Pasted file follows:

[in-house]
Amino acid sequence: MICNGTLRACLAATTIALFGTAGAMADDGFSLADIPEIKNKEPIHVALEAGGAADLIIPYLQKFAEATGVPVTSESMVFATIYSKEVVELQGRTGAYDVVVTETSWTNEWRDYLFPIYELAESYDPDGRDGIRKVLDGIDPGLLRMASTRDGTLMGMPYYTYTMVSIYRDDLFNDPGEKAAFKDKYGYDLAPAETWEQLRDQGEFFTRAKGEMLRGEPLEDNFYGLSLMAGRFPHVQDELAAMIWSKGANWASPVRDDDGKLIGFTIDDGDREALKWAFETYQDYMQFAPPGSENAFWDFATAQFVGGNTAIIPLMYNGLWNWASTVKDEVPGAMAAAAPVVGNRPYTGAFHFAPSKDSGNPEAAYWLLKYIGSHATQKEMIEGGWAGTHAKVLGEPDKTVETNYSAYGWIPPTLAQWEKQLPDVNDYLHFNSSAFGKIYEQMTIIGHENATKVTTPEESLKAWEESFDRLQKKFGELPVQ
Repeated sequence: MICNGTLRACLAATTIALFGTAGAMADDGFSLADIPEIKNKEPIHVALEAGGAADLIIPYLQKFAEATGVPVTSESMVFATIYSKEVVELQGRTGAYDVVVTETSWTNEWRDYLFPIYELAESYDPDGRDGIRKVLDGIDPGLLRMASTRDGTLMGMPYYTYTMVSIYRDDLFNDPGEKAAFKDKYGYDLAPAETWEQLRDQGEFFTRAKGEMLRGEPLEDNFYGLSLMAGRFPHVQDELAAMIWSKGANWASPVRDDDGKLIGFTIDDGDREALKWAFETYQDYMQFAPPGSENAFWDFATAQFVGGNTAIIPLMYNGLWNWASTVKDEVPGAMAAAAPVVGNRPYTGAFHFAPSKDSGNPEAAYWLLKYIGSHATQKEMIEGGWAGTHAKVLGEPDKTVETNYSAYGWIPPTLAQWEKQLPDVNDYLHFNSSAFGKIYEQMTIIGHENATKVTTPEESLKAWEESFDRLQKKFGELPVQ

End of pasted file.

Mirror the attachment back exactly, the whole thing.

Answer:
[in-house]
Amino acid sequence: MICNGTLRACLAATTIALFGTAGAMADDGFSLADIPEIKNKEPIHVALEAGGAADLIIPYLQKFAEATGVPVTSESMVFATIYSKEVVELQGRTGAYDVVVTETSWTNEWRDYLFPIYELAESYDPDGRDGIRKVLDGIDPGLLRMASTRDGTLMGMPYYTYTMVSIYRDDLFNDPGEKAAFKDKYGYDLAPAETWEQLRDQGEFFTRAKGEMLRGEPLEDNFYGLSLMAGRFPHVQDELAAMIWSKGANWASPVRDDDGKLIGFTIDDGDREALKWAFETYQDYMQFAPPGSENAFWDFATAQFVGGNTAIIPLMYNGLWNWASTVKDEVPGAMAAAAPVVGNRPYTGAFHFAPSKDSGNPEAAYWLLKYIGSHATQKEMIEGGWAGTHAKVLGEPDKTVETNYSAYGWIPPTLAQWEKQLPDVNDYLHFNSSAFGKIYEQMTIIGHENATKVTTPEESLKAWEESFDRLQKKFGELPVQ
Repeated sequence: MICNGTLRACLAATTIALFGTAGAMADDGFSLADIPEIKNKEPIHVALEAGGAADLIIPYLQKFAEATGVPVTSESMVFATIYSKEVVELQGRTGAYDVVVTETSWTNEWRDYLFPIYELAESYDPDGRDGIRKVLDGIDPGLLRMASTRDGTLMGMPYYTYTMVSIYRDDLFNDPGEKAAFKDKYGYDLAPAETWEQLRDQGEFFTRAKGEMLRGEPLEDNFYGLSLMAGRFPHVQDELAAMIWSKGANWASPVRDDDGKLIGFTIDDGDREALKWAFETYQDYMQFAPPGSENAFWDFATAQFVGGNTAIIPLMYNGLWNWASTVKDEVPGAMAAAAPVVGNRPYTGAFHFAPSKDSGNPEAAYWLLKYIGSHATQKEMIEGGWAGTHAKVLGEPDKTVETNYSAYGWIPPTLAQWEKQLPDVNDYLHFNSSAFGKIYEQMTIIGHENATKVTTPEESLKAWEESFDRLQKKFGELPVQ